Gunnar-Oquist-Fellows-2015_ASJudith Felten and Olivier Keech received this year's Gunnar Öquist Fellowships. Öquist (left) and Carl Kempe handed over the fellowship diplomas. Photo by Bio4Energy.Bio4Energy researcher at the Umeå Plant Science Centre has won one of two Gunnar Öquist Fellowships awarded today at Umeå University in Sweden. The award sponsored by the Kempe Foundations is a recognition of scientific and personal merit and comes with stipend of 3.05 million Swedish kronor (€330,000). Professor Emeritus Gunnar Öquist, himself a plant physiologist, is said to be one of Umeå University's most well-known scientists internationally. He is also a long-standing member of the Royal Swedish Academy of Sciences. Every Gunnar Öquist Fellow receives his mentorship.

"I am very honoured to receive this award", said This email address is being protected from spambots. You need JavaScript enabled to view it., who is affiliated with the Swedish University of Agricultural Sciences (SLU).

"We were both very surprised", she added on behalf of herself and her UPSC colleague and plant physiologist Olivier Keech who received the second fellowship.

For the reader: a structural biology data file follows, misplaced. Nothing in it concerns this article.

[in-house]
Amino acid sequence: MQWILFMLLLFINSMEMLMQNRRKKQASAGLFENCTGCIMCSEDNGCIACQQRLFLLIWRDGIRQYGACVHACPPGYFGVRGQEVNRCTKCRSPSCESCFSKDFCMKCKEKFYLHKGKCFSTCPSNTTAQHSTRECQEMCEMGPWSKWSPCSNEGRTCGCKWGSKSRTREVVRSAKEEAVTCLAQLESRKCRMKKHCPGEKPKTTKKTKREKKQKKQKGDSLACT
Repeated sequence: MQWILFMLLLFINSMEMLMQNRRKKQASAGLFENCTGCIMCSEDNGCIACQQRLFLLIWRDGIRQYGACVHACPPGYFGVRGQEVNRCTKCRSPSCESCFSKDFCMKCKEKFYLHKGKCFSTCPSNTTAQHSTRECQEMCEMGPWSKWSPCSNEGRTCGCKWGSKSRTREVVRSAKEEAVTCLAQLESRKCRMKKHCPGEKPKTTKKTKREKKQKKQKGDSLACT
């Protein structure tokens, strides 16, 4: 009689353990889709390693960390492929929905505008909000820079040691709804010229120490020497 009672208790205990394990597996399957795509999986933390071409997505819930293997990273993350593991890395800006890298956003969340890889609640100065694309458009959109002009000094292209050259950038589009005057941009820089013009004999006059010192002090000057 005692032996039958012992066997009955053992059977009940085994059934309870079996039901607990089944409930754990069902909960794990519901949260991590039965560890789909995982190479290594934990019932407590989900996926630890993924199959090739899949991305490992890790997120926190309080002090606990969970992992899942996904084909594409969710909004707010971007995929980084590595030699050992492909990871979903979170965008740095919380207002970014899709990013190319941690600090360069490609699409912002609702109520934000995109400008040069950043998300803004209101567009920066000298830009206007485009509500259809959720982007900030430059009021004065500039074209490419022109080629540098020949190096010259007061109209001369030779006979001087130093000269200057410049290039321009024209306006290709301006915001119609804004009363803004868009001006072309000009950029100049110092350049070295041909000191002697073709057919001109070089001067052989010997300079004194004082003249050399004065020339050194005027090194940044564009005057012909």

A cell and molecular biologist, Felten recently has been studying the cell walls of tree roots and fungi and the changes that both undergo as they create a symbiosis referred to as ectomycorrhiza in the soil around the roots of a tree. Ectomycorrhiza is believed to favour tree growth. Giving a presentation as part of the award ceremony, the German-born researcher referred to her area of study as targeting the "secret life that goes on beneath the surface" in forests soils.

"In order for the symbiosis between fungi and tree to work fundamental change in the cell wall both in the root and fungal cells are required", Felten was quoted as saying in a press release from the SLU.

Felten came to Sweden and the SLU in 2010 to take up a postdoctoral position as part of a research group led by Bio4Energy This email address is being protected from spambots. You need JavaScript enabled to view it., professor at the SLU. Presently she is about to start her own research group.

"I am going to hire a person to work specifically on what effect of the hormone auxin, which forms both in the root and the fungus, has on changes in the cell wall during the formation of ectomycorrhiza", Felten said.

She was part of the team behind a previous research breakthrough in Bio4Energy on auxin transport in plants.

The Swedish University of Agricultural Sciences and Umeå University each published a press release on their new Gunnar Öquist Fellows.

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